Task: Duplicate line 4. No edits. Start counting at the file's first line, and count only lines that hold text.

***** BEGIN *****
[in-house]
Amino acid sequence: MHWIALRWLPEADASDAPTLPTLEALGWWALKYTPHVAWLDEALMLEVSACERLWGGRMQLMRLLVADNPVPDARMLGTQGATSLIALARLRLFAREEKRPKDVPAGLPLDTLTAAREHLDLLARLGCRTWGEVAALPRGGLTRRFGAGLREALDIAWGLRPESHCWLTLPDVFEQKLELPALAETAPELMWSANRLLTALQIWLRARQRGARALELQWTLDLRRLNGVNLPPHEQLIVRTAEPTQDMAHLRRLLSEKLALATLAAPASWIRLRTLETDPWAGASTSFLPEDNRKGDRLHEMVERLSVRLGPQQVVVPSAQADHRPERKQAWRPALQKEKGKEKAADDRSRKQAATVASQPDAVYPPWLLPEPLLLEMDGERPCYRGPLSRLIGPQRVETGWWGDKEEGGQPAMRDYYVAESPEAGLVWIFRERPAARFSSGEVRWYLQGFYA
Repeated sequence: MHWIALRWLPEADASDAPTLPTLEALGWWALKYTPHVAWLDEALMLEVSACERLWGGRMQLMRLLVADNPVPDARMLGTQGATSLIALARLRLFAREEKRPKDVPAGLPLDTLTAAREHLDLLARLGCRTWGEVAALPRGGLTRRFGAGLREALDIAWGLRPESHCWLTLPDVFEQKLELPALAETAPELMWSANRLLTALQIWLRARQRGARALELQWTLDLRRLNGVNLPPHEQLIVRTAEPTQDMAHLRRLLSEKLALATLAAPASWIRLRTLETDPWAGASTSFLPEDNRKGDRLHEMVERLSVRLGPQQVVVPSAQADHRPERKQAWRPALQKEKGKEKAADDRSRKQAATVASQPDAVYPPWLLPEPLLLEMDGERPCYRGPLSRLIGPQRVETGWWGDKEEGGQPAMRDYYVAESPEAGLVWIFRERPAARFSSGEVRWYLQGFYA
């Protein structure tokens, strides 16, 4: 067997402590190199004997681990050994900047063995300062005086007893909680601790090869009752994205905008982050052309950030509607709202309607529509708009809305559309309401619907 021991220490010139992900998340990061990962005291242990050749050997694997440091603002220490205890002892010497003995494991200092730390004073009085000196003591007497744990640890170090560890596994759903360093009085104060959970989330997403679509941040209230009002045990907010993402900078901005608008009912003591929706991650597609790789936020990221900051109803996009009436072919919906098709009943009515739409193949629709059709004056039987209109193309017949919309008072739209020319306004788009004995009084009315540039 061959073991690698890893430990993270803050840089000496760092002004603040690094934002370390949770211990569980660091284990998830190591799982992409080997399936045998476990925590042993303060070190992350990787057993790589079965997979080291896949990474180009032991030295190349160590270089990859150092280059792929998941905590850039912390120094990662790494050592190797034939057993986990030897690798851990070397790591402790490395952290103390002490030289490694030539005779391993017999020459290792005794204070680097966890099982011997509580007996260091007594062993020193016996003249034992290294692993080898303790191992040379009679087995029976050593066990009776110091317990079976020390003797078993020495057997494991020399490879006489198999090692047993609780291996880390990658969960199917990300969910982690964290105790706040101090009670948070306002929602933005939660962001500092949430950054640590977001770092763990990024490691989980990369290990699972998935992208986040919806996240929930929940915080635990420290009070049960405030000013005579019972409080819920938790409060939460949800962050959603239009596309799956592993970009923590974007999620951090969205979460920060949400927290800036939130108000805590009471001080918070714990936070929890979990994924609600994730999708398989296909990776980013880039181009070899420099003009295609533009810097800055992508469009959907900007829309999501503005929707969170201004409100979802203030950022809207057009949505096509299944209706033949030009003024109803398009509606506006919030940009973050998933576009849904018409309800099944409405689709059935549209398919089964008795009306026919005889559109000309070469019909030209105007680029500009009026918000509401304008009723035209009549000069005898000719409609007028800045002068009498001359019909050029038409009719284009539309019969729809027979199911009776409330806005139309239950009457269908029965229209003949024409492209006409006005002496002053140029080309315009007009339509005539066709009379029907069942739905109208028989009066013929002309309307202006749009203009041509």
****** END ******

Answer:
């Protein structure tokens, strides 16, 4: 067997402590190199004997681990050994900047063995300062005086007893909680601790090869009752994205905008982050052309950030509607709202309607529509708009809305559309309401619907 021991220490010139992900998340990061990962005291242990050749050997694997440091603002220490205890002892010497003995494991200092730390004073009085000196003591007497744990640890170090560890596994759903360093009085104060959970989330997403679509941040209230009002045990907010993402900078901005608008009912003591929706991650597609790789936020990221900051109803996009009436072919919906098709009943009515739409193949629709059709004056039987209109193309017949919309008072739209020319306004788009004995009084009315540039 061959073991690698890893430990993270803050840089000496760092002004603040690094934002370390949770211990569980660091284990998830190591799982992409080997399936045998476990925590042993303060070190992350990787057993790589079965997979080291896949990474180009032991030295190349160590270089990859150092280059792929998941905590850039912390120094990662790494050592190797034939057993986990030897690798851990070397790591402790490395952290103390002490030289490694030539005779391993017999020459290792005794204070680097966890099982011997509580007996260091007594062993020193016996003249034992290294692993080898303790191992040379009679087995029976050593066990009776110091317990079976020390003797078993020495057997494991020399490879006489198999090692047993609780291996880390990658969960199917990300969910982690964290105790706040101090009670948070306002929602933005939660962001500092949430950054640590977001770092763990990024490691989980990369290990699972998935992208986040919806996240929930929940915080635990420290009070049960405030000013005579019972409080819920938790409060939460949800962050959603239009596309799956592993970009923590974007999620951090969205979460920060949400927290800036939130108000805590009471001080918070714990936070929890979990994924609600994730999708398989296909990776980013880039181009070899420099003009295609533009810097800055992508469009959907900007829309999501503005929707969170201004409100979802203030950022809207057009949505096509299944209706033949030009003024109803398009509606506006919030940009973050998933576009849904018409309800099944409405689709059935549209398919089964008795009306026919005889559109000309070469019909030209105007680029500009009026918000509401304008009723035209009549000069005898000719409609007028800045002068009498001359019909050029038409009719284009539309019969729809027979199911009776409330806005139309239950009457269908029965229209003949024409492209006409006005002496002053140029080309315009007009339509005539066709009379029907069942739905109208028989009066013929002309309307202006749009203009041509």